In the next decade, it is a virtual certainty that Artificial Intelligence (AI) will begin to replace increasing numbers of labourers. The outsourcing of labour to machines will alter the skills and competencies which are valuable in a competitive labour market. At AER’s event on Artificial Intelligence, speakers will address this topic, highlighting the challenges and solutions that exist for regions as the skills and competences that are important in society begin to change.
Changes in the Workforce
In late 2016, Amazon debuted ‘Amazon Go’, its first checkout free grocery store. With Amazon Go consumers were simply able to walk out of the store with their goods and have the charge added to their online accounts. While the store demonstrated Amazon’s growing capabilities in Artificial Intelligence, it also offered a glimpse at the future of work, a world in which human labourers are made increasingly obsolete. As highly intelligent machines continue to to play a larger role in our daily lives, society’s labour force will be radically transformed. According to an estimate made by Rice University Professor Moshe Vardi, 50% of current jobs could be lost to automation. As AI rapidly progresses in its ability to perform physical and analytical tasks, the skills that were once vital to obtaining a secure, well paying job, will diminish in importance. Given the restructuring of the workforce which is already underway, it is worth considering the skills and competences that will be most valuable going forwards.
Emotional Quotient over Intelligence Quotient?
Many suggest that the ability to relate to and understand fellow human beings will become increasingly valuable as AI becomes more adept at performing analytical functions. According to this view, jobs that require that ability to perform emotional labour will become highly sought after. If this is the case, jobs that were once derided as ‘women’s work’ or low skill labour will grow in their importance to society. Others, like anthropologist Yuval Noah Harari in his book “Homo Deus” counter that AI will eventually develop the ability to read and understand emotions better than humans themselves, rendering most workers dispensable.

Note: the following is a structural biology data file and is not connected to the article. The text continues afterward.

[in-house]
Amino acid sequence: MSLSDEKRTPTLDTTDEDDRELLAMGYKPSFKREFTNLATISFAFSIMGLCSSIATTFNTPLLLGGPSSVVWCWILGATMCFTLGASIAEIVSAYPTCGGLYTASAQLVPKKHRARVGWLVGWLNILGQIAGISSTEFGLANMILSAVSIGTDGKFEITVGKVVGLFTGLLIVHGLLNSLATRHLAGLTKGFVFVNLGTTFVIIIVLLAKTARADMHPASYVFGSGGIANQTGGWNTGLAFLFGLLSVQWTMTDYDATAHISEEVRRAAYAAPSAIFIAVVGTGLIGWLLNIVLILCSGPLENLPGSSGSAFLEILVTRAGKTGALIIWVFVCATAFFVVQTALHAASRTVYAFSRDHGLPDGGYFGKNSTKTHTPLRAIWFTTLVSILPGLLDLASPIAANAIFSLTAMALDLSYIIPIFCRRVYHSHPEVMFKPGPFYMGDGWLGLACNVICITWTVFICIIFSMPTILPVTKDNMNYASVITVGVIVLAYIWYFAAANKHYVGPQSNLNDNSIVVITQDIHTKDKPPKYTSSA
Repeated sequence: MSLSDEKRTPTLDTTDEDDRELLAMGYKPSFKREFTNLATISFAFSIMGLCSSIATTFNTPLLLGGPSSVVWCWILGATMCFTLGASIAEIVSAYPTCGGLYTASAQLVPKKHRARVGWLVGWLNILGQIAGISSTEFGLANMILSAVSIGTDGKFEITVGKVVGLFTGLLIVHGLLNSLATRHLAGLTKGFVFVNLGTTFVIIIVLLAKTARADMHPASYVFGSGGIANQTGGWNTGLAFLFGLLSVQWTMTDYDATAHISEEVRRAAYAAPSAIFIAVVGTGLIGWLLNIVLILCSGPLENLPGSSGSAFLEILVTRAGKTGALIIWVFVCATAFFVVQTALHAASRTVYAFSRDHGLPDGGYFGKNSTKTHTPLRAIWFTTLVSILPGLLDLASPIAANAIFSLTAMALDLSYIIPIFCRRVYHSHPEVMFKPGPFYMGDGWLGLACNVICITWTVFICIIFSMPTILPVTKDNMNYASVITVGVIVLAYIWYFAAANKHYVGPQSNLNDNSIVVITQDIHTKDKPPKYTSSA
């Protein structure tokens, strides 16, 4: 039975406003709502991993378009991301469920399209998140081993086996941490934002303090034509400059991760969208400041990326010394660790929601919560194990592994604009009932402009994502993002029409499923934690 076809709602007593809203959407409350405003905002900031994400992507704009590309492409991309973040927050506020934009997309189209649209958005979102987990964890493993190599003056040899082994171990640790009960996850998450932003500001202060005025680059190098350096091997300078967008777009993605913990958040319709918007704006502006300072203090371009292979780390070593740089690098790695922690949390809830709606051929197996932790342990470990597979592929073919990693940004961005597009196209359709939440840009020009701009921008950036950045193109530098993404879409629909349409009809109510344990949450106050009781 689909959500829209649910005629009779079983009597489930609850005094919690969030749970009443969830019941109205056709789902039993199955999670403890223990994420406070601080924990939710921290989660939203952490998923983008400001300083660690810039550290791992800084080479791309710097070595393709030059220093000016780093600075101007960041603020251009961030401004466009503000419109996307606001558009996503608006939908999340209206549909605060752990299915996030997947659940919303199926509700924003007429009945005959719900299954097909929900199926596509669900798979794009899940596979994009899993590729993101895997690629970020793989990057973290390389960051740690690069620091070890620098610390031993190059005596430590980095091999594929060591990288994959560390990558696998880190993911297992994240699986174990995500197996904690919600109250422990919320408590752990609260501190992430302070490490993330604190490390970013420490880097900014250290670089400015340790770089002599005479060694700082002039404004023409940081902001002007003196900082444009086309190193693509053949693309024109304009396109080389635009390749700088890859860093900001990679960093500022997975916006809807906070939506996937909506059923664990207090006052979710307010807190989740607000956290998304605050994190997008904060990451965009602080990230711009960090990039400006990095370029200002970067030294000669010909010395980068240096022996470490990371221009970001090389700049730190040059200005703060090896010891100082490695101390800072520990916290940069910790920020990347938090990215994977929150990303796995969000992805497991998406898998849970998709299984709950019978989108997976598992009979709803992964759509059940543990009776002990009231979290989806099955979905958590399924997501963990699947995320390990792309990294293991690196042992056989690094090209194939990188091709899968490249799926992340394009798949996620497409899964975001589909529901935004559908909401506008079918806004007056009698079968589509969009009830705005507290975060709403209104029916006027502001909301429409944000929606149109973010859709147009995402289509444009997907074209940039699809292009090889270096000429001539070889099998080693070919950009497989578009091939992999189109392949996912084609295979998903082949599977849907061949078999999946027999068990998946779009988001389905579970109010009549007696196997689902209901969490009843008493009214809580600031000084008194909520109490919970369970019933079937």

Changing Educational Priorities
In response to the inevitable changes in the work force, institutions have begun to recommend ways to prepare people for the forthcoming changes. Just last year, in its Global Challenge Insight Report the World Economic Forum concluded that education systems’ priorities will have to be shifted to reflect the skills and competencies that will be valuable in an AI dominated era, to ensure that workers are not learning skills that will become irrelevant midway through their working careers. Some have suggested that answers lie in emphasizing the importance of lifelong learning and encouraging students to be curious and creative, enjoying the process of learning itself rather than simply memorize answers for an exam. This line of thinking says that humans need to better develop their abilities to creatively think in order to determine what tasks AI assisted programs actually need to complete. Others advocate for mandatory computer science classes so that children develop a deep understanding of the digital world in which they live. Many including the PEW Research Centre claim that going forwards both the state and employers will have to invest in worker retraining programs as humans become displace by machines.
Learning From the Past
It is instructive to remember that this is not the first time society has been disrupted by an industrial revolution, but the fourth. In the early 20th century, a large percentage of the workforce was concentrated in the agricultural sector. Now, the majority of the population is employed in urban centres as much of farming became outsourced to machines. Society is likely to eventually grow to complement the machines that inhabit our world as has been done in the past. As put by Vishal Sikka from the Financial Times, “breakthroughs can only be achieved if man and machine work together on a set of shared goals. When we achieve such a symbiosis, the potential for our species will be immense”.
A Topic that Transcends Boundaries
At AER’s event on Artificial Intelligence in Brussels politicians, civil servants, entrepreneurs, academics, and stakeholder groups will have the opportunity to take part in a genuine exchange on AI. They will be able to share stories about how AI is impacting their regions and effecting areas as diverse as education, health, culture, or health, and identify fields for cooperation. The impetus for the organisation of this mutual learning event came from Committee 1 president and Chair of the working group on SMEs & Investments, Jean-Luc Vanraes. At the plenary meetings in London, Jean Luc Vanraes offered to organise a mutual learning event on a current topic to exchange experiences, challenges and potentially identify new areas for cooperation between members across committees.
This unique event will give participants the chance to engage actively in conversations with stakeholder groups and experts about what they feel are the biggest challenges and opportunities to regions as AI keeps progressing. While the social and economic challenges posed by AI to human society can seem daunting, regions can learn from one another’s experiences and act right now.